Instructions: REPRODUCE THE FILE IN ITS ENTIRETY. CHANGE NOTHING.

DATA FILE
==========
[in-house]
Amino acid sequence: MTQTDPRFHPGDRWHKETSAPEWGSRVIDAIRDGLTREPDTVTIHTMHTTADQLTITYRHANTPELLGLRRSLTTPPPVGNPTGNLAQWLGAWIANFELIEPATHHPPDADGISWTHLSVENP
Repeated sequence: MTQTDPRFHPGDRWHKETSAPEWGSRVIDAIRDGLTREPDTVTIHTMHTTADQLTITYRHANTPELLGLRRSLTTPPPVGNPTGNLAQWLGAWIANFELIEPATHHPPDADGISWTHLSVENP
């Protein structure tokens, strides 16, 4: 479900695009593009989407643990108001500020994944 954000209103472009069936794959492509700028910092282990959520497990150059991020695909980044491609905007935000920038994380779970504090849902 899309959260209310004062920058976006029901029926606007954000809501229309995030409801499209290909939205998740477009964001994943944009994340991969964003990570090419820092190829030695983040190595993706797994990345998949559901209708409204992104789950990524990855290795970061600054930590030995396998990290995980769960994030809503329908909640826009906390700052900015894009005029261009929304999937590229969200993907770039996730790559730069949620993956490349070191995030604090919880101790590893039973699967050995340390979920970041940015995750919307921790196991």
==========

[in-house]
Amino acid sequence: MTQTDPRFHPGDRWHKETSAPEWGSRVIDAIRDGLTREPDTVTIHTMHTTADQLTITYRHANTPELLGLRRSLTTPPPVGNPTGNLAQWLGAWIANFELIEPATHHPPDADGISWTHLSVENP
Repeated sequence: MTQTDPRFHPGDRWHKETSAPEWGSRVIDAIRDGLTREPDTVTIHTMHTTADQLTITYRHANTPELLGLRRSLTTPPPVGNPTGNLAQWLGAWIANFELIEPATHHPPDADGISWTHLSVENP
């Protein structure tokens, strides 16, 4: 479900695009593009989407643990108001500020994944 954000209103472009069936794959492509700028910092282990959520497990150059991020695909980044491609905007935000920038994380779970504090849902 899309959260209310004062920058976006029901029926606007954000809501229309995030409801499209290909939205998740477009964001994943944009994340991969964003990570090419820092190829030695983040190595993706797994990345998949559901209708409204992104789950990524990855290795970061600054930590030995396998990290995980769960994030809503329908909640826009906390700052900015894009005029261009929304999937590229969200993907770039996730790559730069949620993956490349070191995030604090919880101790590893039973699967050995340390979920970041940015995750919307921790196991």